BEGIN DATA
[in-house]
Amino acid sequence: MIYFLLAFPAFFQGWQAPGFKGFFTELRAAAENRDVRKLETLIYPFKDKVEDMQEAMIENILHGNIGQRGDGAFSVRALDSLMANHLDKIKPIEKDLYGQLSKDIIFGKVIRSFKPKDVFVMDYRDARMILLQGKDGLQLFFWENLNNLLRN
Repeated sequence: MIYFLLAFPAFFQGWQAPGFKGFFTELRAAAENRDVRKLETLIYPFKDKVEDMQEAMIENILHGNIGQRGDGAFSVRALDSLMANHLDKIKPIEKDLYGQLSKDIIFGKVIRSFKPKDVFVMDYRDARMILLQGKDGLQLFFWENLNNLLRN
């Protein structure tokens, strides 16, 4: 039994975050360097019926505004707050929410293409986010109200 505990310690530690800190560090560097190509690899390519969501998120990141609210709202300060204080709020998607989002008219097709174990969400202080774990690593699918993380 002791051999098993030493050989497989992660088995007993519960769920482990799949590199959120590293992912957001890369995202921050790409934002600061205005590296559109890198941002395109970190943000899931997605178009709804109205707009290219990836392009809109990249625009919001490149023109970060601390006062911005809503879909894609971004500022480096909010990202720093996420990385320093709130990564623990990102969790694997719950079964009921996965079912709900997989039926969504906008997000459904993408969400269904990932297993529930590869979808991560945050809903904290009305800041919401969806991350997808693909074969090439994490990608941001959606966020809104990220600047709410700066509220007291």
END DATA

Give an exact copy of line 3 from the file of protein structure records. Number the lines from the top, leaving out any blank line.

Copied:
Repeated sequence: MIYFLLAFPAFFQGWQAPGFKGFFTELRAAAENRDVRKLETLIYPFKDKVEDMQEAMIENILHGNIGQRGDGAFSVRALDSLMANHLDKIKPIEKDLYGQLSKDIIFGKVIRSFKPKDVFVMDYRDARMILLQGKDGLQLFFWENLNNLLRN